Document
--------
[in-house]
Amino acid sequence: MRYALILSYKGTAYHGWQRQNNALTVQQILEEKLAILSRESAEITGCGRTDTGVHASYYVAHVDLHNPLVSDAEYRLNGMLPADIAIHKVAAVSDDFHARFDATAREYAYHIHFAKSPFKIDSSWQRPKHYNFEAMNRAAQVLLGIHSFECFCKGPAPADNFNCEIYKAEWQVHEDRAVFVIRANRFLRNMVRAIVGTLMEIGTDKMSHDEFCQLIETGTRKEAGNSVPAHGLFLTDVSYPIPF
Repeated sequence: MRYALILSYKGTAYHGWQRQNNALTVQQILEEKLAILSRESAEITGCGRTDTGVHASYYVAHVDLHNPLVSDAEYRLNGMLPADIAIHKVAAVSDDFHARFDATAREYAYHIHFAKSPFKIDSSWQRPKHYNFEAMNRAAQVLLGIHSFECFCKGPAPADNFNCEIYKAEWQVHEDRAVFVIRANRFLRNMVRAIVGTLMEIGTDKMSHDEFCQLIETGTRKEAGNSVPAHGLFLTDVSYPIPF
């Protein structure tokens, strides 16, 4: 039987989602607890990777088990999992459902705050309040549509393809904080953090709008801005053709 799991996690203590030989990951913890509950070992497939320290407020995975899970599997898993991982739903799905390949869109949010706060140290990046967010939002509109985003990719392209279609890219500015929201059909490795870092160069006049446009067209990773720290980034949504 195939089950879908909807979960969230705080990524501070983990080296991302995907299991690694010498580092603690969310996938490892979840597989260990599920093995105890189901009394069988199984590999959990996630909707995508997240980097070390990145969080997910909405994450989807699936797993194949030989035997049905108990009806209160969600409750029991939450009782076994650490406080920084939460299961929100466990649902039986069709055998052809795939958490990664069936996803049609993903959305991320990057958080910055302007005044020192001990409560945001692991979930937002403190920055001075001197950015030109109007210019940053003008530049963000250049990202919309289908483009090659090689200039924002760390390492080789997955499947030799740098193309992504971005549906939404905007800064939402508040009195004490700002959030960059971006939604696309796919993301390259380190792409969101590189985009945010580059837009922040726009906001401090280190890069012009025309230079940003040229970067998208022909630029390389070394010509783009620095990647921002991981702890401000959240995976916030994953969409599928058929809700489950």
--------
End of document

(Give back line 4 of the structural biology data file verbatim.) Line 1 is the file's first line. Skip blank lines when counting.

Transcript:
């Protein structure tokens, strides 16, 4: 039987989602607890990777088990999992459902705050309040549509393809904080953090709008801005053709 799991996690203590030989990951913890509950070992497939320290407020995975899970599997898993991982739903799905390949869109949010706060140290990046967010939002509109985003990719392209279609890219500015929201059909490795870092160069006049446009067209990773720290980034949504 195939089950879908909807979960969230705080990524501070983990080296991302995907299991690694010498580092603690969310996938490892979840597989260990599920093995105890189901009394069988199984590999959990996630909707995508997240980097070390990145969080997910909405994450989807699936797993194949030989035997049905108990009806209160969600409750029991939450009782076994650490406080920084939460299961929100466990649902039986069709055998052809795939958490990664069936996803049609993903959305991320990057958080910055302007005044020192001990409560945001692991979930937002403190920055001075001197950015030109109007210019940053003008530049963000250049990202919309289908483009090659090689200039924002760390390492080789997955499947030799740098193309992504971005549906939404905007800064939402508040009195004490700002959030960059971006939604696309796919993301390259380190792409969101590189985009945010580059837009922040726009906001401090280190890069012009025309230079940003040229970067998208022909630029390389070394010509783009620095990647921002991981702890401000959240995976916030994953969409599928058929809700489950």